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ON THE LINE/Operations/How to Open a Mobile Bar: Starting a Mobile Bar Business Steps

How to Open a Mobile Bar: Starting a Mobile Bar Business Steps

The guide for how to open a mobile bar, complete with a checklist that provides insights on design, marketing, legal and more.

Opening a Bar Checklist

So many things go into opening a bar. Use this free PDF checklist to set your new bar up for success.

ToastBuilt for Restaurants

How to Start a Mobile Bar Business

So you want to start a mobile bar. You’re the type of person who can chat with customers all day long all over your city while you keep those drinks coming. A mobile bar is exactly what you might think – it’s similar to a food truck, but instead of serving food, they serve alcoholic beverages. These types of businesses can be great for festivals, weddings, and other events. 

To give yourself the best chance to succeed, we'll walk you through everything you need to know about opening a mobile bar business.


Bar Business Plan Template

Use this free bar business plan template to easily create a great business plan that organizes your vision and helps you start, grow, or raise funding for your bar.


Write Your Mobile Bar's Business Plan

First things first: you need a business plan. Every aspiring entrepreneur who’s planning to start a new business should have one. A restaurant business plan is the blueprint that outlines your entire vision, and it explains in detail how your business will take shape and operate.

What should a bar or restaurant business plan contain? It should describe the essential elements of your business, like your location, target market, business structure, key team members, sample menus, and marketing strategy. Once you open, you don’t have to adhere to every detail — maybe you’ll break even in 28 months instead of exactly two years — but making a plan helps you identify holes in your business model that you can repair before you even get started to save yourself a lot of money and aggravation further on down the road.

Secure Funding and Loans

Starting up a new business is expensive, and you will likely need to apply to outside sources for funding. The most traditional method is a loan from a brick-and-mortar bank, but plenty of other options exist, including Small Business Administration (SBA) loans from the government, loans from family and friends, equipment financing (that is, paying for equipment on a monthly installment plan), or crowdsourcing.

Obtain the Proper Licenses

With any startup, it’s important to set yourself up with the necessary licenses and permits. A mobile bartending business requires a different set of paperwork than a brick-and-mortar bar.

First off, you’ll need a business license. This legitimizes you as a legal business entity. Since a mobile bar sells alcohol, both state and federal licenses are required. Check out what is needed for your state, and applications can typically be found online.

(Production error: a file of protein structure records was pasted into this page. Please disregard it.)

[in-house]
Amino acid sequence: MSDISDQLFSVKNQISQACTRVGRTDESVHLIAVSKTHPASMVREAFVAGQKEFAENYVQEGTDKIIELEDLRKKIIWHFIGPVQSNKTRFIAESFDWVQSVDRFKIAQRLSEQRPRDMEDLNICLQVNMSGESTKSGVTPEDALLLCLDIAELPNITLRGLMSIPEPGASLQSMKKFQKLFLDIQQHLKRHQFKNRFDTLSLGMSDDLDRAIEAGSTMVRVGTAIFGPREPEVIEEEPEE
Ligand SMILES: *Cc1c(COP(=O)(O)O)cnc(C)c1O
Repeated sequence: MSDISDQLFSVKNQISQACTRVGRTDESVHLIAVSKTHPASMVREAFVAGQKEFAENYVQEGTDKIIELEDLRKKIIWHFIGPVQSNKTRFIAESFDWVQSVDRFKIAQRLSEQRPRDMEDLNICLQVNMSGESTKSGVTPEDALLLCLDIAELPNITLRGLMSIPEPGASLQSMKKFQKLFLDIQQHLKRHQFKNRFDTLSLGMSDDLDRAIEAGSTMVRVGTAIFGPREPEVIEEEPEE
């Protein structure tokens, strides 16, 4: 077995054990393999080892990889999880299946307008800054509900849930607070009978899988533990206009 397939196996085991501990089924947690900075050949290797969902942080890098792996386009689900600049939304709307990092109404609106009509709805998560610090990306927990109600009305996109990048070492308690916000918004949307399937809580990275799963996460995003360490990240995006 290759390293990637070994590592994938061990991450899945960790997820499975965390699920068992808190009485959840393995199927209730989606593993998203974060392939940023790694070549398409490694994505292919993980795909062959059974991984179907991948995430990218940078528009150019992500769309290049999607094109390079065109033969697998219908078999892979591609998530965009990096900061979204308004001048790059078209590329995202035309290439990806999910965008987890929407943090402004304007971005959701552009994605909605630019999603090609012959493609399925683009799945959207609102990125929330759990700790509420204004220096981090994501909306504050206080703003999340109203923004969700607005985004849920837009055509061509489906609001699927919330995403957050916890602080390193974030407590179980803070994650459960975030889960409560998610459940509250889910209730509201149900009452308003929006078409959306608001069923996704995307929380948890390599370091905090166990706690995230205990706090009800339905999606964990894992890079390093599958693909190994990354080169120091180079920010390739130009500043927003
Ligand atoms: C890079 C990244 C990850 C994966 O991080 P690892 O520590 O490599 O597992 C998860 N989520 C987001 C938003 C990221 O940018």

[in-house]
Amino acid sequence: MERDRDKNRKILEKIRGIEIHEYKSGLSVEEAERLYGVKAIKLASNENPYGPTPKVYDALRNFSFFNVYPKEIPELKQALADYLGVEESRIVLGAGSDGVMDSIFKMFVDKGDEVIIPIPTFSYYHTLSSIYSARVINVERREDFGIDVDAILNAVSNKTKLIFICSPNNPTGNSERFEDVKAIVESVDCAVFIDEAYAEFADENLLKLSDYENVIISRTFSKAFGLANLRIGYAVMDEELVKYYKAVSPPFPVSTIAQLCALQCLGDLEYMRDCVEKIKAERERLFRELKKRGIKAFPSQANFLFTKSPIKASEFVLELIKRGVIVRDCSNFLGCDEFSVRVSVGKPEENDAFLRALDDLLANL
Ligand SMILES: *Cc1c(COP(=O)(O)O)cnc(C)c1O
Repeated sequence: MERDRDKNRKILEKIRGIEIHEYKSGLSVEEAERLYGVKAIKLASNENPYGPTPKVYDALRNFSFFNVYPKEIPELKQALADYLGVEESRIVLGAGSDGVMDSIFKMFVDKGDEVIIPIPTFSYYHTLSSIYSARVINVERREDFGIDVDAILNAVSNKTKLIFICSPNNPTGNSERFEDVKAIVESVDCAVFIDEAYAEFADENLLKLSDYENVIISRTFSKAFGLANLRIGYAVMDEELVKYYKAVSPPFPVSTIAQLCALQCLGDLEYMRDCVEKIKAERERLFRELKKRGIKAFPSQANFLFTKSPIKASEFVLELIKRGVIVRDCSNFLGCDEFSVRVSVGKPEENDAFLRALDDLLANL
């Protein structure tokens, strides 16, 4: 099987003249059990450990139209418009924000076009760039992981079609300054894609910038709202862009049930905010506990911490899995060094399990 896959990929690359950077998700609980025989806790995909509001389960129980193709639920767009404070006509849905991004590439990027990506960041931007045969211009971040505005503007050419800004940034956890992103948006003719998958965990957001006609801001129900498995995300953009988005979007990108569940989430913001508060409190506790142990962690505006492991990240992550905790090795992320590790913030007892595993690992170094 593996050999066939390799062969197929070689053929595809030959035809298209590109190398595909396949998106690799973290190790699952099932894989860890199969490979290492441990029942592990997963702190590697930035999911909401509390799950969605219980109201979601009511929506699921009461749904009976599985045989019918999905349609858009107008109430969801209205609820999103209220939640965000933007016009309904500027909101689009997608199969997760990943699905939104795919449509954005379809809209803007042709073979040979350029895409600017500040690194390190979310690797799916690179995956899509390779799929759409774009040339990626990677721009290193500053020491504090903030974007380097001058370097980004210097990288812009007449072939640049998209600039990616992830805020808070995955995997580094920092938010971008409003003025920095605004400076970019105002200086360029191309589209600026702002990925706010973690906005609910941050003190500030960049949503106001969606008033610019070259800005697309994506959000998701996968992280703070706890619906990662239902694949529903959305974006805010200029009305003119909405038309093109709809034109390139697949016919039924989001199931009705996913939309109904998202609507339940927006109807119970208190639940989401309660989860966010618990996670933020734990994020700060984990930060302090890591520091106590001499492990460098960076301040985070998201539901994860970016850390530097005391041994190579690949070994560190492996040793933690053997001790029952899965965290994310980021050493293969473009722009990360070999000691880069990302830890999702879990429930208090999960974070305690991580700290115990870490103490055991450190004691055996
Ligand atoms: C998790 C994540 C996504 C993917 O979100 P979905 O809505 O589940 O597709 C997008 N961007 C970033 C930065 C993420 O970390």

In order to serve alcoholic beverages, you will need a liquor license (and maybe even a portable bar license as well). This is issued by your city and, like the business license, the cost of this depends on where you live and the size of your business, so check with your local liquor board. If you plan to serve food, you’ll need a food service license, issued by your city or county health department, and food service permits for your employees, issued by your state. And finally, you’ll need a mobile food truck license, also issued by your city. This may require you to secure other permits. Information can be found on your city’s website.

You’ll need liability insurance and vehicle insurance to start, but also consider any additional insurance you might need for alcohol sales on the move.

Taxes, DBA and EIN

As a business owner, you’re going to have to pay taxes. The first thing you should do is apply for an Employee Identification Number (EIN) from the IRS. This serves as your tax ID number. If you’re planning on doing business under any name besides your personal or your business name, you should also register your DBA (Doing Business As).

Decide on a Location

Location, in business, is everything. Or locations, if you happen to be a mobile bar. Even if you’re going to be on the move, it helps to set up some parameters. How far are you willing to travel? Will you limit your service to the inside of your vehicle, like a food truck, or will you specialize in private parties and corporate events?

Decide on the Design and Atmosphere

A portable bar has a much smaller footprint than a permanent one, but it’s still important to think about design and the kind of atmosphere you want to cultivate. How does your setup (and the truck itself) fit in with your brand? Also take some time to consider your layout: in a small space especially it’s important that your staff members prepare drinks efficiently without bumping into each other. 


Restaurant Floor Plan Templates